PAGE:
While Le Pan agreed that there is dissimilarity between the two systems, he suggested that certain steps that Canada has adopted could be very effective in the United States. Le Pan said he could not overemphasize the importance of possessing a single, comprehensive, consolidated regulator for the financial services industry. In Canada this agency is the Office of the Superintendent of Financial Institutions (OSFI), whose mandate is to supervise financial and insurance institutions, and examine them for safety and soundness. Elliott agreed with Le Pan, stating that the United States desperately needs to consolidate its overabundant number of regulators. The more regulators there are, he said, the more overlapping and miscommunication there is, and the more likely it is that Wall Street will be able to find the cracks. Elliott stated that the Fed seems to be the "least bad option" for a systemic regulator in the United States, but that it will be difficult to push the idea of a single regulator through Congress because of parochial political interests.
Le Pan suggested that clear mandates and accountability for the regulator are also essential. The regulator must be clear about its goals and have unambiguous and effective punishments for banks that do not comply with policy. He also said that there must be a culture of openness between the regulator and other government institutions, such as the Central Bank. Information should be shared between agencies, with open communication and cooperation to achieve consensus. For example, when the regulator implements a new policy, it should also be supported by the central bank. Without such consensus, agencies end up working against each other instead of working towards a common goal.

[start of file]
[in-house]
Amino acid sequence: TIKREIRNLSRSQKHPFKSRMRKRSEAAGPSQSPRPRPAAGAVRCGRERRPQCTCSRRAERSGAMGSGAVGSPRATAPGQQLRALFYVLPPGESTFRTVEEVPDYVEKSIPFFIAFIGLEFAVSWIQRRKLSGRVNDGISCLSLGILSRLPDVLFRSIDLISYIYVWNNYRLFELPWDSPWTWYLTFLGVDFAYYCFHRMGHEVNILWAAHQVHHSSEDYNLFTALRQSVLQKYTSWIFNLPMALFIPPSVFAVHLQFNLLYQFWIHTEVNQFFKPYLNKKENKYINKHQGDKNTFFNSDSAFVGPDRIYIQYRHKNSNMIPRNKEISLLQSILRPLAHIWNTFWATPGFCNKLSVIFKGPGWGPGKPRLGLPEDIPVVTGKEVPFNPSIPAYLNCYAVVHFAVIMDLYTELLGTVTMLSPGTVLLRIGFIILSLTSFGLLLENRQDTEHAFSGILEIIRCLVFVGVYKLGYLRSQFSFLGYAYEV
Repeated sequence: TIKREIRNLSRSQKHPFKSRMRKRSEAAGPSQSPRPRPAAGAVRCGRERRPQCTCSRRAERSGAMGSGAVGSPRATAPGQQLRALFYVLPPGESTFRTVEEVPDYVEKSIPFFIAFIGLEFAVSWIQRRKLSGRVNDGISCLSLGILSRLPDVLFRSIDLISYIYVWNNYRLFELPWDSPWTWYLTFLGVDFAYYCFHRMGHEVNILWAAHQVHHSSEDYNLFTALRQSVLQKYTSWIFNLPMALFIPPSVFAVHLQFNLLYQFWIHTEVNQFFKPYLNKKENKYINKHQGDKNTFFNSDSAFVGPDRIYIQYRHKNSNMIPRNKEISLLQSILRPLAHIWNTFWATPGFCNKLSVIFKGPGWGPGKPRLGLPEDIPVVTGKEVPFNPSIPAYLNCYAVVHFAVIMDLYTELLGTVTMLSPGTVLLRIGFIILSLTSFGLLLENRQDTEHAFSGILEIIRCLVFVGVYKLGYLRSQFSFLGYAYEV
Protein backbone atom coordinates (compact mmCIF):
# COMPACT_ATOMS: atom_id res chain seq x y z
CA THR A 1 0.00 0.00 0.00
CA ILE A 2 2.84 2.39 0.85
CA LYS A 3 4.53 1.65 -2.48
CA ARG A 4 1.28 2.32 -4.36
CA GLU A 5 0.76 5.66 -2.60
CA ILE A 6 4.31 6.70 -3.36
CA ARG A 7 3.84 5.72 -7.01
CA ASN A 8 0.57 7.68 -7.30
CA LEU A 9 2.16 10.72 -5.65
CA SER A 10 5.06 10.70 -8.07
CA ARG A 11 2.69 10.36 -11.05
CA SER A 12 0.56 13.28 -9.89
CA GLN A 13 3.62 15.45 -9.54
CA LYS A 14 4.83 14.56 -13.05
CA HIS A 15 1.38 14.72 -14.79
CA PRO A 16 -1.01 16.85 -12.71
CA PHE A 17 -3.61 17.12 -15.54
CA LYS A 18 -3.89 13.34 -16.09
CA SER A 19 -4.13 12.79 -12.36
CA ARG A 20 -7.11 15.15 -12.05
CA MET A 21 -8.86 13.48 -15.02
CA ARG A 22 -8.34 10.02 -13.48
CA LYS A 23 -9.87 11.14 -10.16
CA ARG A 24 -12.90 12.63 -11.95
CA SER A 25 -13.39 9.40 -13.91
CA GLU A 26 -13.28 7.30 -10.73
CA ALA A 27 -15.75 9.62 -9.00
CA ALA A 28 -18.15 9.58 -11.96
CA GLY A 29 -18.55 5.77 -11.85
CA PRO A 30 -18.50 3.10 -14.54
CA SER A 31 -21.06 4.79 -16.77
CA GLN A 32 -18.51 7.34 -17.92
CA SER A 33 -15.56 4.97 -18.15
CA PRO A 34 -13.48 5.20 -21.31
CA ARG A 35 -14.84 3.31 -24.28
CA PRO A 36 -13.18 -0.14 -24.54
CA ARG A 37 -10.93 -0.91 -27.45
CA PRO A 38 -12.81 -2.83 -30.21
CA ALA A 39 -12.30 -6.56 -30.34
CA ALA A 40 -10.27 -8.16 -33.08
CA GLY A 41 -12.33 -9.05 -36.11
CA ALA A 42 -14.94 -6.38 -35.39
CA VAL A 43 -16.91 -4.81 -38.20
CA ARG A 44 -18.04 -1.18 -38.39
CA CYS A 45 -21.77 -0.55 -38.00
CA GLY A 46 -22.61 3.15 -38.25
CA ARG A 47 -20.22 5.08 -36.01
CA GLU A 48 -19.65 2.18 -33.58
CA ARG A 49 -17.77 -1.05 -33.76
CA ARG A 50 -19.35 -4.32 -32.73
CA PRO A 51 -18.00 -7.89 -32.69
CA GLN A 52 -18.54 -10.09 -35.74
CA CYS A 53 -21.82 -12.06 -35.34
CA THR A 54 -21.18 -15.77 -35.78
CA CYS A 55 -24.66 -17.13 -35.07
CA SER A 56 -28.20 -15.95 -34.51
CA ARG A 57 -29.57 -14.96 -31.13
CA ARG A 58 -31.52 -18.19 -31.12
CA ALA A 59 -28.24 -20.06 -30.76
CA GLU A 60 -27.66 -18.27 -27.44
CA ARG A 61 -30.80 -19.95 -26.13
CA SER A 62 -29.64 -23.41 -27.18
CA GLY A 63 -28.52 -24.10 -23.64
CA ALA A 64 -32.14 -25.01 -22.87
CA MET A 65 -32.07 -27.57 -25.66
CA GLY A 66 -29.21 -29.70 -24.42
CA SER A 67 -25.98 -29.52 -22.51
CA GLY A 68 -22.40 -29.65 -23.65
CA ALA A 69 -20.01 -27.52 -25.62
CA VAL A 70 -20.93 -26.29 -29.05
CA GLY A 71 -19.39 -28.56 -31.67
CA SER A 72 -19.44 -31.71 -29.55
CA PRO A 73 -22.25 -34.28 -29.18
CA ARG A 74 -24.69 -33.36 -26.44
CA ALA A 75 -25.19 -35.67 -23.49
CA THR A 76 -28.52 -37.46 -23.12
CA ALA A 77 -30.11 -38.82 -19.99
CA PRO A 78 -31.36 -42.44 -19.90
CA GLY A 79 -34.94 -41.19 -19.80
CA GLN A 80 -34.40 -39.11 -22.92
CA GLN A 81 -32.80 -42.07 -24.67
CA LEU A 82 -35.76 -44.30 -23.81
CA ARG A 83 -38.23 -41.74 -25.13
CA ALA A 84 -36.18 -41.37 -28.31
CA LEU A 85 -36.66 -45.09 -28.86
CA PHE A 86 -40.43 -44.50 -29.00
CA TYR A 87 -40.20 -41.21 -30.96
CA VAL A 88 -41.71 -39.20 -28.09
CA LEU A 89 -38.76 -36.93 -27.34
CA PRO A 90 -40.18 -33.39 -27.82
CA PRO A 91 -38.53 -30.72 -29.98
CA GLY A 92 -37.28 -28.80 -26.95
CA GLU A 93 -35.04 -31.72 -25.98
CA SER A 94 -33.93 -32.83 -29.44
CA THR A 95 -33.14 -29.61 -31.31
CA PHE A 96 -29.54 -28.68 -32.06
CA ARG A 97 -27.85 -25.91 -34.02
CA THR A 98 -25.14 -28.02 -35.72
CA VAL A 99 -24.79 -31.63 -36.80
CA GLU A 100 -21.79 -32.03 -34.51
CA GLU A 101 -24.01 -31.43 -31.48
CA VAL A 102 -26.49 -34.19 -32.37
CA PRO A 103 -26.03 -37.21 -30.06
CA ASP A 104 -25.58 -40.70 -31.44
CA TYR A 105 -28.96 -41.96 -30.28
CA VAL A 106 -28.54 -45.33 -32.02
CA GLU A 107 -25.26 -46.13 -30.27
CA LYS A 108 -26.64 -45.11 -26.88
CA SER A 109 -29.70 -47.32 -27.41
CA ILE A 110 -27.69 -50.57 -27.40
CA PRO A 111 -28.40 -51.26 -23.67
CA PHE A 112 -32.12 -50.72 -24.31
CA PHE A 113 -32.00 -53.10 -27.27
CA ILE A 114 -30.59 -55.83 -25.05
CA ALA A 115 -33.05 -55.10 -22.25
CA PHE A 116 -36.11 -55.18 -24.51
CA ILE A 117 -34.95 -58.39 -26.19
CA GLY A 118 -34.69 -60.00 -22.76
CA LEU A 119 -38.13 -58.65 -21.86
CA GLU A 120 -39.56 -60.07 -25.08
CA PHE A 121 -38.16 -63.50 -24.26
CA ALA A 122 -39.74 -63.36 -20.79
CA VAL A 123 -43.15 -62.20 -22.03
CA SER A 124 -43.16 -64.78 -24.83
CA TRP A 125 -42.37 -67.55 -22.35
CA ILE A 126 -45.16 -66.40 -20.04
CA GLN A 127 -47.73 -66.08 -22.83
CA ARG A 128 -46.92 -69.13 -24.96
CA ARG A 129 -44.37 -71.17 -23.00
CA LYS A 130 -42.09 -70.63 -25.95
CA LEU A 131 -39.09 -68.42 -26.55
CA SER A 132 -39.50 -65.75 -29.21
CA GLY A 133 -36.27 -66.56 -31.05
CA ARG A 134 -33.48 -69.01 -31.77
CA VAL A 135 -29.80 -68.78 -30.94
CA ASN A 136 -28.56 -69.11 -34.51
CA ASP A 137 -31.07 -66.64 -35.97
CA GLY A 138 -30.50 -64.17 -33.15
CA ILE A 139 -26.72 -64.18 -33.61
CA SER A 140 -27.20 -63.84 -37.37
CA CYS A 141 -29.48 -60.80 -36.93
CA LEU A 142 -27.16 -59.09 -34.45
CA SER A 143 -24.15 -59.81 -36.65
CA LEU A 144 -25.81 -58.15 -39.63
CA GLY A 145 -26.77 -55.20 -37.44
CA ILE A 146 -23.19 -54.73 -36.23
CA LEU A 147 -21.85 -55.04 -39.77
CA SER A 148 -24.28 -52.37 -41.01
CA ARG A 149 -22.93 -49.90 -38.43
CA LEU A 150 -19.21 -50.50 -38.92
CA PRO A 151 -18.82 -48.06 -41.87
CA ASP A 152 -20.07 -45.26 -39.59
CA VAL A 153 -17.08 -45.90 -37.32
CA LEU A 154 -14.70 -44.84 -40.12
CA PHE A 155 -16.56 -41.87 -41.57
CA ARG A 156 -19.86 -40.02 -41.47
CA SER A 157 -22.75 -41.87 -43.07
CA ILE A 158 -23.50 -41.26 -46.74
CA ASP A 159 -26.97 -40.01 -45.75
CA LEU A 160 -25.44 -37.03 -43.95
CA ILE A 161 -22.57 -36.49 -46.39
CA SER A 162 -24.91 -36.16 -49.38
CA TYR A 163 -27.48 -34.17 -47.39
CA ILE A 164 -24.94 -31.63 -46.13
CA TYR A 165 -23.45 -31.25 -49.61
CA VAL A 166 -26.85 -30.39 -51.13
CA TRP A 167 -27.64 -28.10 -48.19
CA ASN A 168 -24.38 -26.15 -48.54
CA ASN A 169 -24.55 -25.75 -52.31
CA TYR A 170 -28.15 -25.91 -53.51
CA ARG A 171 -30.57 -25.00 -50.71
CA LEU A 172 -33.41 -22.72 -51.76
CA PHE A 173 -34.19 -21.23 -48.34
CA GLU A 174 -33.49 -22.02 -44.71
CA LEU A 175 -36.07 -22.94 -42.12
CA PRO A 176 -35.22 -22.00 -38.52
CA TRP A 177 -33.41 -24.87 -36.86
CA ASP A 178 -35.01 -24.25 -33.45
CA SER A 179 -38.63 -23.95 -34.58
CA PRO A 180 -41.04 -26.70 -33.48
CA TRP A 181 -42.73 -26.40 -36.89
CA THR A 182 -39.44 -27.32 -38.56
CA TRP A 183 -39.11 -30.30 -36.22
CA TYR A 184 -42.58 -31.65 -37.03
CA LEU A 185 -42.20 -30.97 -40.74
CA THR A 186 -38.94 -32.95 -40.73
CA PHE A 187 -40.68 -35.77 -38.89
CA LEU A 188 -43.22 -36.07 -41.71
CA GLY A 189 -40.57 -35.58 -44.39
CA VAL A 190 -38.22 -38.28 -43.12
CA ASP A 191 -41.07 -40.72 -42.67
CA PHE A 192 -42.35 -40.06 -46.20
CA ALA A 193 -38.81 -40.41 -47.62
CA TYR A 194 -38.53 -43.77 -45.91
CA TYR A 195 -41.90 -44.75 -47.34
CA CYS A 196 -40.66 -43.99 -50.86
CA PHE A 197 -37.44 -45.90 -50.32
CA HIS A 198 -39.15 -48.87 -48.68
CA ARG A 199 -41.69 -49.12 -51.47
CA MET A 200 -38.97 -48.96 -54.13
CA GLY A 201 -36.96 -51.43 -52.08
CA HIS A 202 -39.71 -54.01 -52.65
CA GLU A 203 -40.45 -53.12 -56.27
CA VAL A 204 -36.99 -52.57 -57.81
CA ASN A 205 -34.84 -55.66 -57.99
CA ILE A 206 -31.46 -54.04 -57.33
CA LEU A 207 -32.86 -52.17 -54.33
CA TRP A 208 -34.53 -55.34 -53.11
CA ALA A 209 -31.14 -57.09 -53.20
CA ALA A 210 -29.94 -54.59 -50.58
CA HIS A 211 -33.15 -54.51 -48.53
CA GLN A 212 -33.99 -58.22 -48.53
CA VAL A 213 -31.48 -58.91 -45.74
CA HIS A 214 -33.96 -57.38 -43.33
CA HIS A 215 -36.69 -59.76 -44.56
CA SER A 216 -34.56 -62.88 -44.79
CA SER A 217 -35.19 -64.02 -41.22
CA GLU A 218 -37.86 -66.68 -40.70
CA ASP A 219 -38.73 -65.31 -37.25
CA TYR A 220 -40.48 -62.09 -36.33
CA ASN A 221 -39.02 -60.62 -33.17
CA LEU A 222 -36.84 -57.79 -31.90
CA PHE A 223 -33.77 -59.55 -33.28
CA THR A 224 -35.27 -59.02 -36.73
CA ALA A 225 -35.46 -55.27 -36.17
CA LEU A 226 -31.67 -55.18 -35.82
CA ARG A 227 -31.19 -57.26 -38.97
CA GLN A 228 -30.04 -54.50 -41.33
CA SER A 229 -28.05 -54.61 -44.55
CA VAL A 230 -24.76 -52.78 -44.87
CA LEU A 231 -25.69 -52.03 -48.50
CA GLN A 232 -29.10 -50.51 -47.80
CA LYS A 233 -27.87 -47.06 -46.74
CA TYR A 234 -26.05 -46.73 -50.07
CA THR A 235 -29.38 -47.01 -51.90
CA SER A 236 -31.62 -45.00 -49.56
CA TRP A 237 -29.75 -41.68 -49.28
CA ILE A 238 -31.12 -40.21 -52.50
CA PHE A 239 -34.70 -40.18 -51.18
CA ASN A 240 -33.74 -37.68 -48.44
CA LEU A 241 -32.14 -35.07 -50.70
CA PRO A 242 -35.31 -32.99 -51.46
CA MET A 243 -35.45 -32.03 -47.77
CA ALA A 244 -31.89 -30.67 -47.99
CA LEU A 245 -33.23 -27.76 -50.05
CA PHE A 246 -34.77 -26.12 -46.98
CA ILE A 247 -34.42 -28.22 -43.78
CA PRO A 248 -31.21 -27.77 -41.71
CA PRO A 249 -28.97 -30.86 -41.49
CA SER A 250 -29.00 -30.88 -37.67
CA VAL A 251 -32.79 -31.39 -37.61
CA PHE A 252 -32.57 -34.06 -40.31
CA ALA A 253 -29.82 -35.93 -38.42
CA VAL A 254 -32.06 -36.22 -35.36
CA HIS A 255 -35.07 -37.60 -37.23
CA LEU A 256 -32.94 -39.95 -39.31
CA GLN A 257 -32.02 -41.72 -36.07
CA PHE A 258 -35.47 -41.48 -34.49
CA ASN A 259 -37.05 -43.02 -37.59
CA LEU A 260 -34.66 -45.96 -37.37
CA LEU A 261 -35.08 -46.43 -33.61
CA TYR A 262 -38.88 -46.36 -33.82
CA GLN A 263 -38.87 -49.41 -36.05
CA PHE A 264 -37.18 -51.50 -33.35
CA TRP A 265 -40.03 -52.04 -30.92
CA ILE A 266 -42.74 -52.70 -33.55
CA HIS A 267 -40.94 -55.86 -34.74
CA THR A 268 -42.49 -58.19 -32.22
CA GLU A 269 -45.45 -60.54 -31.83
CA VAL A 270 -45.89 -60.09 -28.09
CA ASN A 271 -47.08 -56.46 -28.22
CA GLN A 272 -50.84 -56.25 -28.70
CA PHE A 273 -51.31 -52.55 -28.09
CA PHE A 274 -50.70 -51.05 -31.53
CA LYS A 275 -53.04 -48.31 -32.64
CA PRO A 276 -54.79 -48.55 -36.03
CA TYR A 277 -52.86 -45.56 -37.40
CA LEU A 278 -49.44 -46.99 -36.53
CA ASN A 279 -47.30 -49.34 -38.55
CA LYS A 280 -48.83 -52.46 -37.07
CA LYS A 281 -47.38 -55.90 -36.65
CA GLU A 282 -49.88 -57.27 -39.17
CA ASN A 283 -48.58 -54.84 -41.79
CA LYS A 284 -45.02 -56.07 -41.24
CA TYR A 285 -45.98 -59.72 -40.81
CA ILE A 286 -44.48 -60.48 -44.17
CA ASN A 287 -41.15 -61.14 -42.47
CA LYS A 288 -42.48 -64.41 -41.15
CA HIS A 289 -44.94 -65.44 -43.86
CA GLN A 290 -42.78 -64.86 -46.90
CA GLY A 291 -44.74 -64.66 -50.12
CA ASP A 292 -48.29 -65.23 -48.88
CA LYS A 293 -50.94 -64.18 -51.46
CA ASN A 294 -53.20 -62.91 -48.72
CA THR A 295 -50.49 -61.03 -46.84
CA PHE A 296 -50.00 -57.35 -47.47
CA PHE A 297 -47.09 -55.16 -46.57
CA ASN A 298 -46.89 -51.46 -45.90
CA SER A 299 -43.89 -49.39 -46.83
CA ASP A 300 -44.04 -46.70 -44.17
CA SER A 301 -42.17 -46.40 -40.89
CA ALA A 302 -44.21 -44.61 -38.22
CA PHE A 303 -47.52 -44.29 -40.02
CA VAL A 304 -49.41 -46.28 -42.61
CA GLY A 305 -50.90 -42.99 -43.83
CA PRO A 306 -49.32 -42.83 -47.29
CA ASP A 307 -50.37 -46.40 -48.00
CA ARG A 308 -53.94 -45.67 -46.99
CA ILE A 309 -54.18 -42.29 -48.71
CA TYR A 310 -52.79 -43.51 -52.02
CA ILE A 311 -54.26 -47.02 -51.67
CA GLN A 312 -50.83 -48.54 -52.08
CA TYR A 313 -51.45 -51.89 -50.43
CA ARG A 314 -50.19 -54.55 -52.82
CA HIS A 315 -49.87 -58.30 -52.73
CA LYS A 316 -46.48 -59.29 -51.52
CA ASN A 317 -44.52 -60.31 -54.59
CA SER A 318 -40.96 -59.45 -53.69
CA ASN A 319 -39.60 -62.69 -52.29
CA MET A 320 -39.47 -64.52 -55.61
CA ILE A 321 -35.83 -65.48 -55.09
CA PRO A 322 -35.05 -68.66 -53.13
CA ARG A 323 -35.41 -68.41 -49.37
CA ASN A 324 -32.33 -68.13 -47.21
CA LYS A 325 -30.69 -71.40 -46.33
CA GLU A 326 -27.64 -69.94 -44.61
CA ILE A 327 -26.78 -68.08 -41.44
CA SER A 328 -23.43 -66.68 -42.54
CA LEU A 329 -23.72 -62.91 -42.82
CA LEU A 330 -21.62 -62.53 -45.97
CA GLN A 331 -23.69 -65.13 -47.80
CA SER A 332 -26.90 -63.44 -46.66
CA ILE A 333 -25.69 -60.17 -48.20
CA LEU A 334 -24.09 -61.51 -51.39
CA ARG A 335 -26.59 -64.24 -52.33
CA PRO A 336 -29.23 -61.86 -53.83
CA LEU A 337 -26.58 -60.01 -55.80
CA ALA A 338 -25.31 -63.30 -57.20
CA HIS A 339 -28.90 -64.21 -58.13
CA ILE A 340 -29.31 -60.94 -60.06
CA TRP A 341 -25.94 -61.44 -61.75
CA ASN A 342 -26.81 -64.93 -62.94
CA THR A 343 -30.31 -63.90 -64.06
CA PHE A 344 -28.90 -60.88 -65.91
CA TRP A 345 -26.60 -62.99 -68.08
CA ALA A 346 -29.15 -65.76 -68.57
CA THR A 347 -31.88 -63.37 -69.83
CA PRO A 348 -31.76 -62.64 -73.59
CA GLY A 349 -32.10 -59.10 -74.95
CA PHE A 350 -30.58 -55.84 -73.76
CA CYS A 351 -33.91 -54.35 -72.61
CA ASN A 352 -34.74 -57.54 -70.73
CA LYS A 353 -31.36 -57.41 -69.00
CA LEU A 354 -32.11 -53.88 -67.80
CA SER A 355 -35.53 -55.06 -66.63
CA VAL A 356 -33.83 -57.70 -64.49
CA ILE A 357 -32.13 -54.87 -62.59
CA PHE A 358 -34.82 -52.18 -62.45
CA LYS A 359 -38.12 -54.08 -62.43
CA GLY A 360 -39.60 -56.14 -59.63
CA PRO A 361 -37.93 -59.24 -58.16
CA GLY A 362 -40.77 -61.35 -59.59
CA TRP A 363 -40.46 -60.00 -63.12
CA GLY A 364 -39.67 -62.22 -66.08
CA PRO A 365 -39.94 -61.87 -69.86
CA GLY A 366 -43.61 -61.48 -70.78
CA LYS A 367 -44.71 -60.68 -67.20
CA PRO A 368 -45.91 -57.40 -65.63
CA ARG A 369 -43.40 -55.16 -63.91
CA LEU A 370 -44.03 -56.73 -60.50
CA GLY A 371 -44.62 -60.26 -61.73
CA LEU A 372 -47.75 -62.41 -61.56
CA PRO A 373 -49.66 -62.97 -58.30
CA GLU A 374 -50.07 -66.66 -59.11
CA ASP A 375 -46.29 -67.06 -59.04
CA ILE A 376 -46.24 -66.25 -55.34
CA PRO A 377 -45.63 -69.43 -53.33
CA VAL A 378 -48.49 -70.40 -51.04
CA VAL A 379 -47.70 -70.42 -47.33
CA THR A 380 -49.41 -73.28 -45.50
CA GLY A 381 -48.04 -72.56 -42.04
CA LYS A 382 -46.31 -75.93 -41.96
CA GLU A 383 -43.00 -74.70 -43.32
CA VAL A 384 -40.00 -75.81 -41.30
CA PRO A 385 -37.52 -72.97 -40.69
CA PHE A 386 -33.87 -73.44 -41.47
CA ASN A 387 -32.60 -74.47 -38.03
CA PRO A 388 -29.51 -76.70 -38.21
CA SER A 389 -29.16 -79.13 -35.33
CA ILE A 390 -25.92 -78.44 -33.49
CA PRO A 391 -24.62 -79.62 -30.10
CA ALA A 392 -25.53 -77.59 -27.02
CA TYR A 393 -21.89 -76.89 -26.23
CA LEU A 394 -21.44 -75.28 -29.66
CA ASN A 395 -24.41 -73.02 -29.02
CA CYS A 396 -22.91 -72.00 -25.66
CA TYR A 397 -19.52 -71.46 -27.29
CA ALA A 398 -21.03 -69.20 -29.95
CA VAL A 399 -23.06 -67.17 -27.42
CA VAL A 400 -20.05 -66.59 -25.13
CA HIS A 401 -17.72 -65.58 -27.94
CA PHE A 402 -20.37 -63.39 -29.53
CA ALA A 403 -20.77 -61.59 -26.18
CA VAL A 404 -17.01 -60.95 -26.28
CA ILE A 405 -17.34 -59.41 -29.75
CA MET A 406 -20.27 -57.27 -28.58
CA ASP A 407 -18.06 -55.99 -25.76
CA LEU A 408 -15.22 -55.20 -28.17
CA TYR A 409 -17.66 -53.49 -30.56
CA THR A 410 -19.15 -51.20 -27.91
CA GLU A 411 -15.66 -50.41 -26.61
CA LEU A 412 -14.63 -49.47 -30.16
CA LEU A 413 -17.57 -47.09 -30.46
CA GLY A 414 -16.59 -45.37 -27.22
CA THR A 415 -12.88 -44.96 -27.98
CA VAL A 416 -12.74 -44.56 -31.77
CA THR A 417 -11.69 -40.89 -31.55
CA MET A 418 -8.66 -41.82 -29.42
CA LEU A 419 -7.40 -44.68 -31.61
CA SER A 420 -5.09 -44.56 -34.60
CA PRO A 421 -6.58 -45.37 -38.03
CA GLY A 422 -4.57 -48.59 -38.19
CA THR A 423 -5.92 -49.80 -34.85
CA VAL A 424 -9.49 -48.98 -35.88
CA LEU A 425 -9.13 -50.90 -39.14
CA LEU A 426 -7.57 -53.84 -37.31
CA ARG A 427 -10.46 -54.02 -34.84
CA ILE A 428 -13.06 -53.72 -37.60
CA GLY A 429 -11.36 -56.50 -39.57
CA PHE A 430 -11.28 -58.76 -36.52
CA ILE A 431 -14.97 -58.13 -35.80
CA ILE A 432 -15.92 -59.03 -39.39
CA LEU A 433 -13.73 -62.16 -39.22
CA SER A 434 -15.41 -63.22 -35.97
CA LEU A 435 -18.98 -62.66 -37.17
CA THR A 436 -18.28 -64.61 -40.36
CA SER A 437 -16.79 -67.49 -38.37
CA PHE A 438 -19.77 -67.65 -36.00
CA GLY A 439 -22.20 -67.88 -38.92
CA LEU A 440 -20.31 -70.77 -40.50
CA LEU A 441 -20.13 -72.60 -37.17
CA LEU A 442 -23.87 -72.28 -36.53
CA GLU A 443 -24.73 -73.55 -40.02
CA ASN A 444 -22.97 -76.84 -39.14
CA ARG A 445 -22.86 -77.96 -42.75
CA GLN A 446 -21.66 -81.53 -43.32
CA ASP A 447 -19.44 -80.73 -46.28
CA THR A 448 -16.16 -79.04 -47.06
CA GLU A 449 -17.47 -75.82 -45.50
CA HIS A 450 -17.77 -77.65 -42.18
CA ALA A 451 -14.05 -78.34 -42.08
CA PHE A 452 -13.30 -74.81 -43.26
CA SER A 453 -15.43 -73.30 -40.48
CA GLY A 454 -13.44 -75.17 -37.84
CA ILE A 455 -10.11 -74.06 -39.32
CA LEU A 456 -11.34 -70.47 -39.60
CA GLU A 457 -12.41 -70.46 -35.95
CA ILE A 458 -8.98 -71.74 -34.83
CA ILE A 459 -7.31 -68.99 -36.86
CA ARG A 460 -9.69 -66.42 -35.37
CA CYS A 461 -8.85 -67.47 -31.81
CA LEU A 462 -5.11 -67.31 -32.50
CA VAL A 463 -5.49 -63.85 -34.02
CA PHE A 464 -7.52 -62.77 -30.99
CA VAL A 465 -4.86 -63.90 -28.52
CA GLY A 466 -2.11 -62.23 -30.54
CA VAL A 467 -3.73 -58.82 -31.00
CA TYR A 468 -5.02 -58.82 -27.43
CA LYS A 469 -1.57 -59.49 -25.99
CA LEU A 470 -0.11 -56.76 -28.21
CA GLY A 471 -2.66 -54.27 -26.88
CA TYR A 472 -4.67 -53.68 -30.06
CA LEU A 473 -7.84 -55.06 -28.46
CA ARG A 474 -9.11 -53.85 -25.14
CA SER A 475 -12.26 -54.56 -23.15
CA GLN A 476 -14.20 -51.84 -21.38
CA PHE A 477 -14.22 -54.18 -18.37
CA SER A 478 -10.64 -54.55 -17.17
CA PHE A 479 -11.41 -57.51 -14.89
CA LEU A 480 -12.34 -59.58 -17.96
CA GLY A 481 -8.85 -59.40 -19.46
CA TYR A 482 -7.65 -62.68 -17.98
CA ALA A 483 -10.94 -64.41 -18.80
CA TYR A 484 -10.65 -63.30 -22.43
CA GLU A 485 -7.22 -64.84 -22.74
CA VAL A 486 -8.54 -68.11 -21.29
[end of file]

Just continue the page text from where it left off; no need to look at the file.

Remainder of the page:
Le Pan additionally stressed that regulatory policies must be continually reviewed and updated in order to keep them relevant. OSFI policies in Canada have "sunset clauses," which require that they be re-evaluated every five years.
Finally, Elliott observed that part of the reason that Canadian banks have fared better in the global downturn is because they simply made better choices in their investments. Nothing stopped Canadian banks from loading up on sub-prime mortgages as did banks in many other countries. Elliott recommended that in order to increase good decision making in the future, the United States must increase transparency and reduce the complexity of the derivatives being sold. Regulators should also increase capital and liquidity requirements, Elliott said. Requiring banks to hold higher levels of capital would increase the opportunity cost of certain investments, forcing bankers to step up analysis of their ventures and thus make better decisions.
Ultimately, while both bankers and policymakers are integrating into their practices many of the lessons learned from the Canadian experience, the panel agreed that what helped Canada to survive the financial crisis is an instrument that the United States has yet to adopt—a single, consolidated, financial regulator.
Drafted by Brant Howell, STAGE
Edited by David Klaus, Wilson Center on the Hill